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By Tsvetelia Tsolova
SOFIA, July 18 Bulgaria's finance minister spoke
to the head of Oman's sovereign wealth fund on Friday about help
for Corporate Commercial Bank and said the government now hoped
to engineer a private rescue rather than a state bailout of the
Corpbank, was forced into the control of Bulgaria's
central bank in June after depositors unnerved by reports of
shady deals by the bank's main owner withdrew more than a fifth
of its total deposits. A subsequent audit showed activities at
the bank "incompatible with the law and good banking practices"
according to the central bank.
A shareholder rescue was Prime Minister Plamen Oresharski's
first proposal for the bank, but he said it looked unlikely
after Russia's VTB bank, which owns just under a tenth
of Corpbank, declined to provide more money.
Bulgaria then estimated the public rescue cost at about
1.5-2 billion levs ($1.38 billion) but its planned bailout -
under which Corpbank would collapse, its assets move into a
subsidiary and depositors' money be guaranteed by the state -
has been opposed in parliament. The bailout could involve
Bulgaria raising new debt at the expense of its budget deficit.
Bulgaria's finance ministry issued a statement on Friday
saying that Finance Minister Petar Chobanov spoke by telephone
to the head of Oman's sovereign wealth fund - which owns a third
of Corpbank - about the prospect of the fund helping out.
Bulgaria's original bailout package would likely have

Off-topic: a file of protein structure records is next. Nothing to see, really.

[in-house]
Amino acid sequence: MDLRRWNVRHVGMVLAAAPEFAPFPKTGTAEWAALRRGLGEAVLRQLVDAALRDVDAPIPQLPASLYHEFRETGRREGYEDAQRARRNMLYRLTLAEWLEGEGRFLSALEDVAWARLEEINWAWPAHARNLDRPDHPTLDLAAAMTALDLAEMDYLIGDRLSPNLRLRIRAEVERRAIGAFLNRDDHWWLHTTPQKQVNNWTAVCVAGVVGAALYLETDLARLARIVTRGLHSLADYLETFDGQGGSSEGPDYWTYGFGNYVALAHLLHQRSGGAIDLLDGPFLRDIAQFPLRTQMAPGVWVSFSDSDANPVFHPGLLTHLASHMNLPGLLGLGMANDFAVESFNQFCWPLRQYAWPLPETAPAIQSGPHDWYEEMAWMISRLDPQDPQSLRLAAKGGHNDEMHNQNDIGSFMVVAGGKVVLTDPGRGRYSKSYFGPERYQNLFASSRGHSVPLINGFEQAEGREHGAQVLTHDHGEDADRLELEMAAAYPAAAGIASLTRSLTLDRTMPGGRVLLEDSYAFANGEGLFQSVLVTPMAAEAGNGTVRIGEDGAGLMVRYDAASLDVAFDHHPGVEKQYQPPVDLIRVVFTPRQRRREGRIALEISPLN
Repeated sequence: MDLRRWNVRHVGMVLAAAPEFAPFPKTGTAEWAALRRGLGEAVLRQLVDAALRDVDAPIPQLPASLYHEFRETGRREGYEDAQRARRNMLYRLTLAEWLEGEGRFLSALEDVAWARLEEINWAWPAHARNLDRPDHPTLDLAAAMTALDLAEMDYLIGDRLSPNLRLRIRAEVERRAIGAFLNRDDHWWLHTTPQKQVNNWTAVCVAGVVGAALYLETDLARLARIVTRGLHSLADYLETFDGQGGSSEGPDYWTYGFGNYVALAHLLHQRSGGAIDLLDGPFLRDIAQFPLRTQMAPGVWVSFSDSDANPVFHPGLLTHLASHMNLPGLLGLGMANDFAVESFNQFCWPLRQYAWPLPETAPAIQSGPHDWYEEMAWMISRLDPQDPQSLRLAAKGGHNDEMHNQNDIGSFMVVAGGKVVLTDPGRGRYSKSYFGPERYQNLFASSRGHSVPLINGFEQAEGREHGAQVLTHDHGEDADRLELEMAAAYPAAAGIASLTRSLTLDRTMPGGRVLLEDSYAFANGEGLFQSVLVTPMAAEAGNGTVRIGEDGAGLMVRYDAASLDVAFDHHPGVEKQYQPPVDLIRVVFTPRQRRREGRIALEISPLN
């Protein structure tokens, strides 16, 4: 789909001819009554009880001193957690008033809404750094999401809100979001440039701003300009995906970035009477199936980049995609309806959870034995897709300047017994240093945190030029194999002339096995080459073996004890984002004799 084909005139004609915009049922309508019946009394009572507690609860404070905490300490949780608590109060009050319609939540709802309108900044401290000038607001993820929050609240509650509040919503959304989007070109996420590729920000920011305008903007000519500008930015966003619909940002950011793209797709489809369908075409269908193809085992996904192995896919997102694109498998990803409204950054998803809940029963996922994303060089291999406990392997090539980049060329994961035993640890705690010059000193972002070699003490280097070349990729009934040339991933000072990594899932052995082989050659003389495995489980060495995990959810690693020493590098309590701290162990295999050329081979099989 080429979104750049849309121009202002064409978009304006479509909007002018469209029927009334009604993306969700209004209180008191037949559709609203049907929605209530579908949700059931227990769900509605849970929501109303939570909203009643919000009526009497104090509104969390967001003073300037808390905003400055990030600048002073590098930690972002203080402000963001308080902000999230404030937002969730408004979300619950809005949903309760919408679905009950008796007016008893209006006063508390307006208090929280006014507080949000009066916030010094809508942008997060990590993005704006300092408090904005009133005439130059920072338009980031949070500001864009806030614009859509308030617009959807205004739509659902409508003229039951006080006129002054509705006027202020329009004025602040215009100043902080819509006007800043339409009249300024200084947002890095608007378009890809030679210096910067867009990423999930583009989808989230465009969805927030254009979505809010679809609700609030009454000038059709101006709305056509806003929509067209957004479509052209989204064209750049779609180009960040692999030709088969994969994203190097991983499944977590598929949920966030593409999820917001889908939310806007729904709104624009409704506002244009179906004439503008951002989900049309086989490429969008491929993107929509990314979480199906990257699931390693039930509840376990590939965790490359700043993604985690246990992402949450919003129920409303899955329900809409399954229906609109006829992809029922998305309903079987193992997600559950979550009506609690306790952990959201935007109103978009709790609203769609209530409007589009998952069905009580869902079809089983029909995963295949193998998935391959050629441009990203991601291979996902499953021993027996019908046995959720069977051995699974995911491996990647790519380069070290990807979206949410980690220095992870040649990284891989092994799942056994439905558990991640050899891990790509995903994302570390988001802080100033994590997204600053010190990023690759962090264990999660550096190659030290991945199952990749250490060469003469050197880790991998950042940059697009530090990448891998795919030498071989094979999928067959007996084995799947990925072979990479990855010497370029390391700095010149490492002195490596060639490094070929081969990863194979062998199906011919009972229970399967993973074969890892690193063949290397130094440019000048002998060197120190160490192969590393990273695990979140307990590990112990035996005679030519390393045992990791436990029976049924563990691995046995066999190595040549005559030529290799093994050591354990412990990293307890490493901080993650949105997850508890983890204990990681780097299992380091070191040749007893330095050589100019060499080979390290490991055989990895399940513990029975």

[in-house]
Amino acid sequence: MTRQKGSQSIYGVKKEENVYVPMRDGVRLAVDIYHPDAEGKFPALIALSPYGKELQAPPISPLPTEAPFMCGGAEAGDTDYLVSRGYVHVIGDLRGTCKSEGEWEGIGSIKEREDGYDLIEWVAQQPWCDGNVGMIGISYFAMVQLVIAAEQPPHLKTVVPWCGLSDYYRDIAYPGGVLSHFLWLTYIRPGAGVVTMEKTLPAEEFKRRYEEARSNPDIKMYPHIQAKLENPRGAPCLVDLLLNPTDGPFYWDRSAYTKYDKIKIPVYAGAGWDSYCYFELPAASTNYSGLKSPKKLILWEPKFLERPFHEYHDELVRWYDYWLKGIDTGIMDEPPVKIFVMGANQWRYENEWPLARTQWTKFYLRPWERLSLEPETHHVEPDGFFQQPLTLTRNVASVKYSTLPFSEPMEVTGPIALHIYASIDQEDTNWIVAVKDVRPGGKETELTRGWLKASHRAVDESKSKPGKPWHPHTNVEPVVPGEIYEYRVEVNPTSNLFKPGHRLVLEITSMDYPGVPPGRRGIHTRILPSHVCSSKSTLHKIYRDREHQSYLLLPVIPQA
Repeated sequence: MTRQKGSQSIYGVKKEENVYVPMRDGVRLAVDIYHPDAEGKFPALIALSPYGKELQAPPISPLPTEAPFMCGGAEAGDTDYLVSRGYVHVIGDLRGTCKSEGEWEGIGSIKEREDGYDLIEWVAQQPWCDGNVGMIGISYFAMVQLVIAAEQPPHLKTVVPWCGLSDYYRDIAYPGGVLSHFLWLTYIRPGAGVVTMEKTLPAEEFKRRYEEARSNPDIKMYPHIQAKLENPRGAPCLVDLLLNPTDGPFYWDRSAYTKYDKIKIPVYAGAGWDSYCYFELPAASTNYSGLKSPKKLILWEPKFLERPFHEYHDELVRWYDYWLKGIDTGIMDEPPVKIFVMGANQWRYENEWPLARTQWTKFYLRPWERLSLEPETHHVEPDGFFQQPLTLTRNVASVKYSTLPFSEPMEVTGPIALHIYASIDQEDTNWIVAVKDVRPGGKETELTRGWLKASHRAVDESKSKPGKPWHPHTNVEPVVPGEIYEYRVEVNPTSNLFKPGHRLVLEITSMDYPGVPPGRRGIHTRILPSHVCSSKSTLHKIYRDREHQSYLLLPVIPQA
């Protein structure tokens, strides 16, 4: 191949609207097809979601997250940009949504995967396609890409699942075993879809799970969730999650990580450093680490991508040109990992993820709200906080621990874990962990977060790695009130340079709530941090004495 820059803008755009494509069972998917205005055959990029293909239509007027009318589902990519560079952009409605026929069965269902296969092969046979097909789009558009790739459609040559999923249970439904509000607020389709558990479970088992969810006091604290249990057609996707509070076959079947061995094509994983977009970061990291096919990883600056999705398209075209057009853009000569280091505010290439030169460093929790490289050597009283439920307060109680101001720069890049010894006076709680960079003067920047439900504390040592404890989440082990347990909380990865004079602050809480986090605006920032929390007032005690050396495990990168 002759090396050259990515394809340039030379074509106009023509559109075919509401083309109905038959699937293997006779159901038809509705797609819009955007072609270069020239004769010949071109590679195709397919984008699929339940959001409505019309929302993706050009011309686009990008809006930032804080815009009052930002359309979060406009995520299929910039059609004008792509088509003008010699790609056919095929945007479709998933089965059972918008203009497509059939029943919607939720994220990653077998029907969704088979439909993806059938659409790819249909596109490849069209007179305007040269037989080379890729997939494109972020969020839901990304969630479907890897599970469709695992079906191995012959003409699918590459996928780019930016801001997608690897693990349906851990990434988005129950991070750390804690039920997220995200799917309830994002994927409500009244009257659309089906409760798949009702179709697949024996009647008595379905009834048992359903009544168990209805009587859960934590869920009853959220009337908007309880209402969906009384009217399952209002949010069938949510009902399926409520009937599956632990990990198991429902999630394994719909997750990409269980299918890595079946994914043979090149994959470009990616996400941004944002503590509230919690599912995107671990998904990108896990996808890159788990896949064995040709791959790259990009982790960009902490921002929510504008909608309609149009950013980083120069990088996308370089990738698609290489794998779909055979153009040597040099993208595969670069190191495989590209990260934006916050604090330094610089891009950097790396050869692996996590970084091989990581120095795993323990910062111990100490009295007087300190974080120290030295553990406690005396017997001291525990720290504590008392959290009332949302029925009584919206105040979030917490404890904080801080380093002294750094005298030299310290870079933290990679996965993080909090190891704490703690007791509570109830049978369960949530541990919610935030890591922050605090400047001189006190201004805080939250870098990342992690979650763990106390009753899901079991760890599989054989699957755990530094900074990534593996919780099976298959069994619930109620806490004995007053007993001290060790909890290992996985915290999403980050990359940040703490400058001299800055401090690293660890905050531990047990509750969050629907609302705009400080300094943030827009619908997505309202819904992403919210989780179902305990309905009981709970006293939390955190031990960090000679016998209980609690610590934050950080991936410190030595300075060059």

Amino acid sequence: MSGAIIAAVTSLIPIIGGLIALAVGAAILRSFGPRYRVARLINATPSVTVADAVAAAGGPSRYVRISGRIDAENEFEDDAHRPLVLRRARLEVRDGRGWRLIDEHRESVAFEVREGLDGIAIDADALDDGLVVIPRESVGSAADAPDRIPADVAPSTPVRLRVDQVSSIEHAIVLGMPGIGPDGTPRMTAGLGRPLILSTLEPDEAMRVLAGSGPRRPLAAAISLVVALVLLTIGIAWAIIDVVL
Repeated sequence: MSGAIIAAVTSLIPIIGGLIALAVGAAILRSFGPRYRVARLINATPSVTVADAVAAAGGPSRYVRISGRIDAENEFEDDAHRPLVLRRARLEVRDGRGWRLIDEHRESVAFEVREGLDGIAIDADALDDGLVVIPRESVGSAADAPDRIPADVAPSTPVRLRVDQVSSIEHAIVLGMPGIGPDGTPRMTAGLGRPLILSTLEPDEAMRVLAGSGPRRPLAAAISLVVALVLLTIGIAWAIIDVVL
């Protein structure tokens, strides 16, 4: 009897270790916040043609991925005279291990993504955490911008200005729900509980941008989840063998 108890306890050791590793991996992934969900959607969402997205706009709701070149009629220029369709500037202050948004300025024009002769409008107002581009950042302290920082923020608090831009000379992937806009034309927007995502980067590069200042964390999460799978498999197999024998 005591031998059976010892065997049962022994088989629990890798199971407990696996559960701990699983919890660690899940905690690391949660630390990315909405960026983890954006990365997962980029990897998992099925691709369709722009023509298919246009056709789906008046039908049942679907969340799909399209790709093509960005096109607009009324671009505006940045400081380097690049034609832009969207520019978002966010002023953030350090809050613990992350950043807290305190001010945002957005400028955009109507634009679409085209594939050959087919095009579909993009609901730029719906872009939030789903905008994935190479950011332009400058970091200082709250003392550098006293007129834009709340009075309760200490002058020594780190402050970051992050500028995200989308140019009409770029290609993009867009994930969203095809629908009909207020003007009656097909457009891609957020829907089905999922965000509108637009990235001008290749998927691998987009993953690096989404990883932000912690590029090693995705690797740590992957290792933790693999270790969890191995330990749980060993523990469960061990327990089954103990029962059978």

enforced losses on the Omanis, as well as VTB and Corpbank's
main owner - wealthy Bulgarian businessman Tsvetan Vassiley, who
has denied the allegations against him.
Friday's phone call revealed that the Omanis, who have never
publicly commented on the troubles at Corpbank, are still at
least considering putting money towards a rescue, according to
the finance ministry statement.
"Finding a private solution to the problem that does not
engage public resource is the most desired outcome of the
situation," the statement said. "Both sides reiterated their
readiness to make efforts to find such a solution."
Chobanov told Abdul Salam al Murshidi, the chief executive
of the State General Reserve Fund of the Sultanate of Oman, that
current shareholders would be given the chance to provide the
necessary capital and liquidity to the bank and that the state
would only intervene if that proved impossible.
Corpbank's top shareholder Vassilev has denied the
allegations against him and claimed the bank run was a plot
orchestrated by his rivals.
Bulgaria's central bank has said prosecutors will have to
determine whether Vassilev's withdrawal of 206 million levs from
the bank, via a third party, amounted to theft. Four bank
officials have been arrested since the audit, which the central
bank said proved "serious felony" had taken place.
The crisis spread quickly to another lender, First
Investment Bank, and forced Sofia to set up a
protective $2.3 billion credit line for its banks and look to
Europe to help supervise its lenders.
The central bank will continue to control Corpbank until
Sept 21, but there is still no political consensus on how to
rescue it, including to what extent its depositors and
bondholders will be protected.
The situation is further complicated by the fact that
Bulgarian Prime Minister Plamen Oresharski's technocrat
government is due to step down next week after the ruling
Socialist party's poor showing at the European Parliament
elections in May. A snap election is due to be held in October.
(Writing by Matthias Williams; Editing by Sophie Walker)